Since Sept. 11, business security has moved to the forefront of issues that affect employers. SBN sat down with Dimoff to discuss security measures and other pre-employment steps owners can take to protect themselves, their employees and their companies.
Why is security such a big issue?
Because of Sept. 11. It’s caused us to reexamine everything that goes on around us. We now have no choice but to be aware of the security around us. Simply put, we expect it to be better.
So what can businesses do to reduce their risk exposure?
It’s a lot of simple things. People aren’t using things they already have. For example, they have access control but allow everybody and anybody to come into their business. They may have cameras, but don’t upgrade them or use them. These are very simple things. Many companies can do simple procedures with employees, vendors and visitors that are cost effective. It usually comes down to using what you have and upgrading a little.
More important is developing procedures for security and actually using them. Many companies have them in place, but don’t. Consider piggybacking. That’s where an employee has an access control card. They swipe the card, and the next 20 people behind that person don’t swipe their cards. The first person just holds the door open until the entire group is in.
If the purpose of access control is to keep a record of each person who enters the building, piggybacking prevents that. It lets in visitors, vendors and other people who potentially could be criminals coming in while employees are pouring in. Someone who is a threat could stand back and watch this, then penetrate that first level of security.
What about drug testing? There are many changes going on in drug testing procedures. Where’s it heading?
It’s another tool to help better select applicants. Statistically, people who are using drugs tend to have to resort to criminal actions to support their habits. Their judgment can be suspect and their safety questionable. It trickles down to causing trouble in the company and costing it money. We know that potentially anybody utilizing drugs in the workplace have a 40 times higher rate of injuring another worker. When you start using a higher rate of medical benefits or down time, it translates into millions of dollars. That’s why it’s important to include drug testing in any hiring process.
But hiring isn’t an exact science, so how can you improve upon it?
When companies are hurting for money, one of the first areas they cut back on is the hiring process. That’s the last place they should be cutting back. That hurts their ability to screen applicants. The hiring process is the key to the rest of your company, so it’s a bad idea to cut back there first. Beyond that, most companies don’t have a strong hiring process it can be a sloppy process. If it becomes sloppy, it’s more difficult to correct a problem after the hire than during the process.
Is there one issue looming out there that will become the next big issue companies will have to face?
The employee-on-employee altercation issue. People aren’t getting along as well as they used to and there’s been a breakdown in cooperation and working together. We’ve already seen the start of it, and it’s heading in the wrong direction.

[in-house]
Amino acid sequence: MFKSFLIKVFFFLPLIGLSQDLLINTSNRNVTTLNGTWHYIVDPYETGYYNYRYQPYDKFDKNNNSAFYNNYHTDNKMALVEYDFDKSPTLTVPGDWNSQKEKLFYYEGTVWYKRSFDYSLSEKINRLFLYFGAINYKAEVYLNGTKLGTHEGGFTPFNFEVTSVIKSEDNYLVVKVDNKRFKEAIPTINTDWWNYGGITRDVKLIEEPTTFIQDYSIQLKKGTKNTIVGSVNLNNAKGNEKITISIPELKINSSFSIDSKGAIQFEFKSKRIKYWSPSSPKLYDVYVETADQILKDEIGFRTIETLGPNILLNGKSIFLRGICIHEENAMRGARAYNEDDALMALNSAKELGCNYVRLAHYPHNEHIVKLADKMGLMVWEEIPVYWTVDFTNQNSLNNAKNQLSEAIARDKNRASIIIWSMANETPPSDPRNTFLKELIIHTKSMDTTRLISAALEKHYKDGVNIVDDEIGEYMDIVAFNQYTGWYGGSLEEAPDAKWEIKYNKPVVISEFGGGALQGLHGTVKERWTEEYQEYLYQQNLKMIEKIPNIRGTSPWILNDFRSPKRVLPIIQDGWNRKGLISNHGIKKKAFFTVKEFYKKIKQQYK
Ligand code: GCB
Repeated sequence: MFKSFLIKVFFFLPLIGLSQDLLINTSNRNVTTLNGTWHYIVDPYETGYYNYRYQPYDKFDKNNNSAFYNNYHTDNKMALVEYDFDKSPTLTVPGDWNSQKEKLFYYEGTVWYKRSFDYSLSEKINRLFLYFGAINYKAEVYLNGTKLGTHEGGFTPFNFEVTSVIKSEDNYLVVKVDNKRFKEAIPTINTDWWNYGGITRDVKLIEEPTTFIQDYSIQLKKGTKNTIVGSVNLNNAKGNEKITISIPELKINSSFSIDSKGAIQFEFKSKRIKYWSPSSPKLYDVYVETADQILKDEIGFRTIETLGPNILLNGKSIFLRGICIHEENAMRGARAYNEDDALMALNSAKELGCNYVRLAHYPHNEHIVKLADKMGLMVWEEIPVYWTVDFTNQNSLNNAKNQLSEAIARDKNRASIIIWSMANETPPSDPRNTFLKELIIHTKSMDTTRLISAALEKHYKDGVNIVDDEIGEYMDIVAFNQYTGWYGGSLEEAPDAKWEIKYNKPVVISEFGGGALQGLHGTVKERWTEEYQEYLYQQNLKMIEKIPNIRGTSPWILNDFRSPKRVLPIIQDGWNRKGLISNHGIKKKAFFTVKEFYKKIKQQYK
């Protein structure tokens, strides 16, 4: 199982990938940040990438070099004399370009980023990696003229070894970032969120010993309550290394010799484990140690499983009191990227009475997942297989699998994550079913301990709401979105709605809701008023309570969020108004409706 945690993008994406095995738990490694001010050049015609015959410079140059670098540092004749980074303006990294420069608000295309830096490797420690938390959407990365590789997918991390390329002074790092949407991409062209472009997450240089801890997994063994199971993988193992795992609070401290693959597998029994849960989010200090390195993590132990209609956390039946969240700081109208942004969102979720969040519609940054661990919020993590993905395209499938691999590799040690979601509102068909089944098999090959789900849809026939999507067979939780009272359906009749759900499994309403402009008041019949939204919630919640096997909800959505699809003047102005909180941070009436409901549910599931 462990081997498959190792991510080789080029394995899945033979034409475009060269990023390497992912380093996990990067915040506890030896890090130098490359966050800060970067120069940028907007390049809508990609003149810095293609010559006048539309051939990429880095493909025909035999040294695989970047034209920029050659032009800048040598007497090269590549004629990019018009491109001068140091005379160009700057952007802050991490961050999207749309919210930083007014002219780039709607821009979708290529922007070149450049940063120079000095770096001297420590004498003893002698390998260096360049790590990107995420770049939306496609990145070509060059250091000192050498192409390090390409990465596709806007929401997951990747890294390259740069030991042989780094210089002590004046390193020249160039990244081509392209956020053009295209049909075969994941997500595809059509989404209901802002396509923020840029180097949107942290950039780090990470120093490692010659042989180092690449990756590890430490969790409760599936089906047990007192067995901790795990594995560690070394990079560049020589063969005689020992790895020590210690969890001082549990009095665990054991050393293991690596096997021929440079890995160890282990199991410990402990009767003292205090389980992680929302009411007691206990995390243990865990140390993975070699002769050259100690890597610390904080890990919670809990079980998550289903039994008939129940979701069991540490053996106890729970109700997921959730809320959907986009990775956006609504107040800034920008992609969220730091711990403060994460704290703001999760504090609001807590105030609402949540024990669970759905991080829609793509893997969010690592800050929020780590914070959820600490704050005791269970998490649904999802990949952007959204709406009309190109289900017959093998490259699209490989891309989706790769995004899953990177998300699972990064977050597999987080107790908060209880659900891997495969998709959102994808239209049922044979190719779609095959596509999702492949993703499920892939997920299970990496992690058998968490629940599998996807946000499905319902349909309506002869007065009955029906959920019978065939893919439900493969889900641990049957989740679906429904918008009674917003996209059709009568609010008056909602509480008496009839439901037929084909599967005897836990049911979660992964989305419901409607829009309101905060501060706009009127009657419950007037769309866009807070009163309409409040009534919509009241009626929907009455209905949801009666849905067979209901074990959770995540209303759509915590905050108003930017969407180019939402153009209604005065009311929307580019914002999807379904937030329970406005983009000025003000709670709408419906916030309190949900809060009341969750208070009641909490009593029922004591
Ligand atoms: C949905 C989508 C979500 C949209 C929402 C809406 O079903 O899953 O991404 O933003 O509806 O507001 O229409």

How to reach: SACS Consulting, (330) 255-1101
One of my staff members calls me the "Eternal Optimist," because no matter how dire the situation, I'm always convinced we will devise a positive solution.
I prefer to think of my stance as an unwavering belief that if you face adversity with a level head, you're apt to overcome it and achieve success.
If you've never faced adversity, you've yet to be challenged in your business career. You may not even know whether you are adept at creating calm, well-thought-out solutions to the business catastrophes that pop up when you least expect them.
I mention this because September marks the fourth annual Innovation in Business Conference. While not necessarily designed to honor overcoming adversity, the conference and awards program was developed to underscore the power of innovative thinking in the business world.
When we founded the program in 1999 with Anthem, our goal was to bring the pages of our magazine to life and honor those companies and decision-makers who understand how to tackle tough situations and devise creative solutions in order to forge ahead -- no matter the economy.
As I read through this year's entries, I was struck by the enormous amount of innovative activity in this region. Not only did the quality (and quantity) of nominations we received this year leave me smiling, I was also surprised by the burgeoning entrepreneurial activity across Northeast Ohio. Needless to say, I'm optimistic about what the future holds for emerging business in this region.
Recently, the bulk of the news being reported hasn't left a positive impression about business. But this is an inaccurate picture of what's really happening. The reality is that Northeast Ohio is loaded with interesting firms engaged in a multitude of activities, including more software developers than I ever imagined.
It is with this in mind that I encourage you to read the profiles of this year's honorees and finalists in this issue. I'm sure after you're finished, you'll agree the region really is bursting with smart ideas ... and hope.
By John Ettorre and Dustin S. Klein
Virtual tax questions
Information technology, marketing and accounting are important concerns of clients who have signed up for Ernst & Young LLP's new virtual consulting service, but tax questions topped them all.
According to a recent survey of 3,700 questions from subscribers to Ernie, the accounting and consulting firm's online consulting service, issues related to taxes topped the list of inquiries to the Internet-based system, with 24 percent of questions devoted to that topic. Trailing behind with 21 percent were questions related to human resources, accounting (13 percent), information technology (10 percent) and market research (7 percent).